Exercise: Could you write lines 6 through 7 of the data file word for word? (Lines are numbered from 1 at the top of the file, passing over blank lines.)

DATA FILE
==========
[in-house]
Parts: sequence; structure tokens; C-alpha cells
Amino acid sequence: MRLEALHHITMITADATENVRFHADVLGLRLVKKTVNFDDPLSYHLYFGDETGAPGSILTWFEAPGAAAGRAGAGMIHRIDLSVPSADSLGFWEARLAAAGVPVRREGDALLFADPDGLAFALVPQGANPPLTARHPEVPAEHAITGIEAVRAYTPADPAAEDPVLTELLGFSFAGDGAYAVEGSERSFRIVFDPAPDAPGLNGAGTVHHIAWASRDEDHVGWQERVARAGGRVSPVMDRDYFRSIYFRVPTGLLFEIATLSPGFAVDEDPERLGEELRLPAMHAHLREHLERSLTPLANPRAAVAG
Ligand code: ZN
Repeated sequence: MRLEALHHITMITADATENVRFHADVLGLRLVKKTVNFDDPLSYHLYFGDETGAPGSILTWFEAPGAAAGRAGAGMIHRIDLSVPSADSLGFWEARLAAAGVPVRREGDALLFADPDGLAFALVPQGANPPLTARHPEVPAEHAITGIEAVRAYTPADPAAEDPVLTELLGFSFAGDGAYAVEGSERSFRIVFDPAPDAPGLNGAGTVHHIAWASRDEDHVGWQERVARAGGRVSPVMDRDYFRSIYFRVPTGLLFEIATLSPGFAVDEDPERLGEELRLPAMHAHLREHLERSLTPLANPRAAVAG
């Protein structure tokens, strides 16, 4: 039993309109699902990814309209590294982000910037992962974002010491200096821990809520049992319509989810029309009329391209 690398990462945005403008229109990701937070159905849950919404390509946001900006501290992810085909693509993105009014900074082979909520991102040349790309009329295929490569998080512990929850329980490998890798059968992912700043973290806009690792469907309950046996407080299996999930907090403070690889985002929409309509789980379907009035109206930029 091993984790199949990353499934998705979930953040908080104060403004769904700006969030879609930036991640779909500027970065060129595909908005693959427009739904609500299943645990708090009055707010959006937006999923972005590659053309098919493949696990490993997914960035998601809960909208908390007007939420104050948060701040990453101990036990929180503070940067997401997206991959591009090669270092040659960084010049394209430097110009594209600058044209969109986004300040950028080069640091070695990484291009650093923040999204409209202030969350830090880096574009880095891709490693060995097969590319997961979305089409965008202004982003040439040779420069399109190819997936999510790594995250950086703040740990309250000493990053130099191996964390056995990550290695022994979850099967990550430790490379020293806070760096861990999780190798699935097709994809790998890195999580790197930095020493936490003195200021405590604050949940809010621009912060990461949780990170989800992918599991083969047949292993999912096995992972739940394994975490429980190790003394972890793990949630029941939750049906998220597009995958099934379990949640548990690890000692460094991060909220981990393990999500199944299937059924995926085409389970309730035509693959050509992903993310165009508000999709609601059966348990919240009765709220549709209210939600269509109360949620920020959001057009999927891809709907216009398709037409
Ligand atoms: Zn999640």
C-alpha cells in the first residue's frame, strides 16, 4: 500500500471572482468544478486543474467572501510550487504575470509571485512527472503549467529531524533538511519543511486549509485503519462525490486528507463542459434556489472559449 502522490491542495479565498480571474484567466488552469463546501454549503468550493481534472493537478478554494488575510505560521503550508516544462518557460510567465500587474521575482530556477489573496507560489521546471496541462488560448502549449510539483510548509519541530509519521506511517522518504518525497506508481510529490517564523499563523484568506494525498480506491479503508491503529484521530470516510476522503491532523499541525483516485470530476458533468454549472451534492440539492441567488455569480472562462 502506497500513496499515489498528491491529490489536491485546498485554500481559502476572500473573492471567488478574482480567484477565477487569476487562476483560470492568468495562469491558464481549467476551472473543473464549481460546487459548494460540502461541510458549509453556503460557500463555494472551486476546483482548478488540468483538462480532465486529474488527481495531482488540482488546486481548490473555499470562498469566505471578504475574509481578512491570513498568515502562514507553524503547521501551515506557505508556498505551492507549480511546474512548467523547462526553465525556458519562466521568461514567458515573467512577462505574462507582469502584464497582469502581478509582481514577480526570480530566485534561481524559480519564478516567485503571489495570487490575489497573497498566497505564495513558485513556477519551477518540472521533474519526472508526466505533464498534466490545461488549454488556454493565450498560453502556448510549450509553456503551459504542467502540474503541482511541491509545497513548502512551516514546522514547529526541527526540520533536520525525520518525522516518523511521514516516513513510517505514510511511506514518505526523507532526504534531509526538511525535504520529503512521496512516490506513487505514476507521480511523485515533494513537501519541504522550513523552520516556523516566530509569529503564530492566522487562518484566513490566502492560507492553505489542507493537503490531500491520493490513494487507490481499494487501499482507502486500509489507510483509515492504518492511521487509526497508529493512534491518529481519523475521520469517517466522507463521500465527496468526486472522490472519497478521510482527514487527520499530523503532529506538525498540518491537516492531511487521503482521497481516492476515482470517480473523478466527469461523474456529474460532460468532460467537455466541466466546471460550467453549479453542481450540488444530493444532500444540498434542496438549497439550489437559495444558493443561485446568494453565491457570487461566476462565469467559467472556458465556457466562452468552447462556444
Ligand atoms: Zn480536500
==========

């Protein structure tokens, strides 16, 4: 039993309109699902990814309209590294982000910037992962974002010491200096821990809520049992319509989810029309009329391209 690398990462945005403008229109990701937070159905849950919404390509946001900006501290992810085909693509993105009014900074082979909520991102040349790309009329295929490569998080512990929850329980490998890798059968992912700043973290806009690792469907309950046996407080299996999930907090403070690889985002929409309509789980379907009035109206930029 091993984790199949990353499934998705979930953040908080104060403004769904700006969030879609930036991640779909500027970065060129595909908005693959427009739904609500299943645990708090009055707010959006937006999923972005590659053309098919493949696990490993997914960035998601809960909208908390007007939420104050948060701040990453101990036990929180503070940067997401997206991959591009090669270092040659960084010049394209430097110009594209600058044209969109986004300040950028080069640091070695990484291009650093923040999204409209202030969350830090880096574009880095891709490693060995097969590319997961979305089409965008202004982003040439040779420069399109190819997936999510790594995250950086703040740990309250000493990053130099191996964390056995990550290695022994979850099967990550430790490379020293806070760096861990999780190798699935097709994809790998890195999580790197930095020493936490003195200021405590604050949940809010621009912060990461949780990170989800992918599991083969047949292993999912096995992972739940394994975490429980190790003394972890793990949630029941939750049906998220597009995958099934379990949640548990690890000692460094991060909220981990393990999500199944299937059924995926085409389970309730035509693959050509992903993310165009508000999709609601059966348990919240009765709220549709209210939600269509109360949620920020959001057009999927891809709907216009398709037409
Ligand atoms: Zn999640």